What taskmaster would force a staff to labor among petroleum-based fibers dipped in dangerous compounds and cemented in place with poisonous adhesives? Just about every office in which conventional commercial carpeting is installed, notes Thomas Degnan, whose New York City interior-design firm, In Progress Environments, does its best to create toxin-free work spaces. Not only do synthetic carpets exude formaldehyde, a suspected carcinogen, but, Degnan laments, carpets of all stripes function as "huge sponges for dust and dander."

Thus Degnan opted for a lot of wood floors when he was assigned by $36-million health-care provider Curaflex Infusion Services to minimize pollutants in a regional suite of offices and labs. The local manager loved bare wood's appropriately aseptic surface and good looks but didn't appreciate its noise. Nonetheless, in Curaflex's upcoming move to larger quarters, Degnan opted for wood as much as possible, tempering its clatter with acoustical baffling, as in a concert hall.

Noxious spirits lurk elsewhere, too. Another worker-safety service, Dallas-based franchiser Ceiling Doctor, scrubs overhead tiles with an "environment-friendly" germicide to banish bacteria that otherwise thrive in heat trapped near ceilings. And yet more threats emanate invisibly from recirculated air (the "primary offender," says Degnan), plywood, room dividers stuffed with urea foam, and particleboard furniture.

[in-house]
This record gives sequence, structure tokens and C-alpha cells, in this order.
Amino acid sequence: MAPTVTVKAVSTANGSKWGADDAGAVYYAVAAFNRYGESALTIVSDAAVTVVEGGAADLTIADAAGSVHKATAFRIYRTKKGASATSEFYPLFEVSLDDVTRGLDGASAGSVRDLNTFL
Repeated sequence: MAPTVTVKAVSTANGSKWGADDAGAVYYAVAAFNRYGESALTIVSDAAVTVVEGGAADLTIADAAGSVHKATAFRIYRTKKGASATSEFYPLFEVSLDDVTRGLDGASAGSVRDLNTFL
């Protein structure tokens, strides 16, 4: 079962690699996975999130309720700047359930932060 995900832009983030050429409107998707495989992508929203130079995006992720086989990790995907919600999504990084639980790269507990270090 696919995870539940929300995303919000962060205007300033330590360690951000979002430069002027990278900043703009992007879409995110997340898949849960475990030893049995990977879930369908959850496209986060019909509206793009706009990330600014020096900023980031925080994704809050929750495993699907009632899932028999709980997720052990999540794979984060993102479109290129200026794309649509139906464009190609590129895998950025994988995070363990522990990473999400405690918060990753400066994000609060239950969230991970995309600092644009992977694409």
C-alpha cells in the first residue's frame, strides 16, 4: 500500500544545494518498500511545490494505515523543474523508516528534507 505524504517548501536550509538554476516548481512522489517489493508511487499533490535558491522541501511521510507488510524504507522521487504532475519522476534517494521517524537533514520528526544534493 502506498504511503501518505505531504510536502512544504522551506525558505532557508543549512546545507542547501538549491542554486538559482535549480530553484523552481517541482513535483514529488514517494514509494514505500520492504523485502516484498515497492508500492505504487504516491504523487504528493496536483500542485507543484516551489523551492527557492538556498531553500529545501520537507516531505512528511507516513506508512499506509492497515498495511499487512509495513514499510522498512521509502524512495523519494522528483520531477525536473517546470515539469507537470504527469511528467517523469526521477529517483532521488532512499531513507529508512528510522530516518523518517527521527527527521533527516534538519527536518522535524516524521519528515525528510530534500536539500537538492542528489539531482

Some pointers from In Progress Environments:

Carpets. Ask suppliers to air out a synthetic carpet for at least a week before installation. Use adhesives that are low in VOCs (volatile organic compounds) or are water-based. Better yet, tack carpets over natural jute padding.

Heating, Ventilation, Air-Conditioning (HVAC). Clean air doesn't come cheap: an upgraded HVAC system adds 15% to 20% to basic floor-space costs, Degnan estimates. Make sure systems meet industry guidelines for fresh-air intake year-round. (Some landlords shut that capability off in winter and summer.) Filtration circuits that actively remove particles by ionization are more effective than passive filters. Put vents in every office. Above all, ban smoking.

Lighting. Fluorescents are cheap and efficient, but they strain workers' eyes through flicker and glare, and by bleaching out colors. Use them only in combination with full-spectrum, color-corrected incandescents. In areas where people stare at VDTs, install indirect lighting.

Sight and Smell. Red fires up performance; green is soothing. While Japanese companies pump scents into HVACs to heighten worker energy, Degnan confines stimulation by aroma to vases of eucalyptus and mint.

-- Michael P. Cronin